Merely grouping servers together to expand processing power, however, is a limited method of improving efficiency of response times in a network. Thus, increasingly, within a company network, rather than just grouping servers, servers and groups of server systems are organized as distributed resources. There is an increased effort to collaborate, share data, share cycles, and improve other modes of interaction among servers within a company network and outside the company network. Further, there is an increased effort to outsource nonessential elements from one company network to that of a service provider network. Moreover, there is a movement to coordinate resource sharing between resources that are not subject to the same management system, but still address issues of security, policy, payment, and membership. For example, resources on an individual's desktop are not typically subject to the same management system as resources of a company server cluster. Even different administrative groups within a company network may implement distinct management systems.
The problems with decentralizing the resources available from servers and other computing systems operating on different network platforms, located in different regions, with different security protocols and each controlled by a different management system, has led to the development of Grid technologies using open standards for operating a grid environment. Grid environments support the sharing and coordinated use of diverse resources in dynamic, distributed, virtual organizations. A virtual organization is created within a grid environment when a selection of resources, from geographically distributed systems operated by different organizations with differing policies and management systems, is organized to handle a job request.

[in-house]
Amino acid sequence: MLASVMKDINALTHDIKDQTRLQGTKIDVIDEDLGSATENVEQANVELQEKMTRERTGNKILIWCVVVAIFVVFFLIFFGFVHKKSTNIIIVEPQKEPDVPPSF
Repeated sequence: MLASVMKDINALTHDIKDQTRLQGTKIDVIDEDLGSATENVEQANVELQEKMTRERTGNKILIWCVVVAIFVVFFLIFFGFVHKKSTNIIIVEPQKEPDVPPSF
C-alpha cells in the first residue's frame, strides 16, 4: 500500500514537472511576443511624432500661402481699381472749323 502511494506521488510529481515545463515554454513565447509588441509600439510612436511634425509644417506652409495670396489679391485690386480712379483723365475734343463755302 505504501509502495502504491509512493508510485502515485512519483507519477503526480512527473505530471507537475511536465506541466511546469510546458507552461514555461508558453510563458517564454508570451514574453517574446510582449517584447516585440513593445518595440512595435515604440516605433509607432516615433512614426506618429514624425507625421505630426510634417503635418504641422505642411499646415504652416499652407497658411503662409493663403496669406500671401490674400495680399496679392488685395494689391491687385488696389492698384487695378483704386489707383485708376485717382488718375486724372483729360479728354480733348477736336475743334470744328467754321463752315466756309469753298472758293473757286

A problem encountered in most network systems, whether organized in clusters or grids, is how to handle requests during peak usage times. One solution for handling requests during peak usage is to register sufficient resources with the resource manager of the cluster or grid so that the network can access sufficient resources to handle predicted peak usage. This solution helps to ensure maintenance of performance standards, however, it may also be cost ineffective to purchase resources that are only used for short bursts of time. Another solution for handling requests during peak usage is to register a pool of reserve or on-demand resources to the resource manager so that the network can access these reserved resources only during peak usage times and may pay only for use of the reserved resources. While both of these solutions provide methods of maintaining performance during peak usage, both are limited in that the pool of additional resources are registered as on reserve with the resource manager of a particular resource manager.
In view of the foregoing, it would be advantageous to provide a method, system, and program for controlling use of independent external resources by multiple requesting grid resource managers. In particular, it would be advantageous to control external resources available in a resource pool independent of a requesting grid resource manager. Further, it would be advantageous to provide a method, system, and program for dispatching independent external resources among multiple requesting grids, metering the use of independent external resources by multiple requesting grids, and polling the external resources to ensure connectivity to the multiple requesting grids.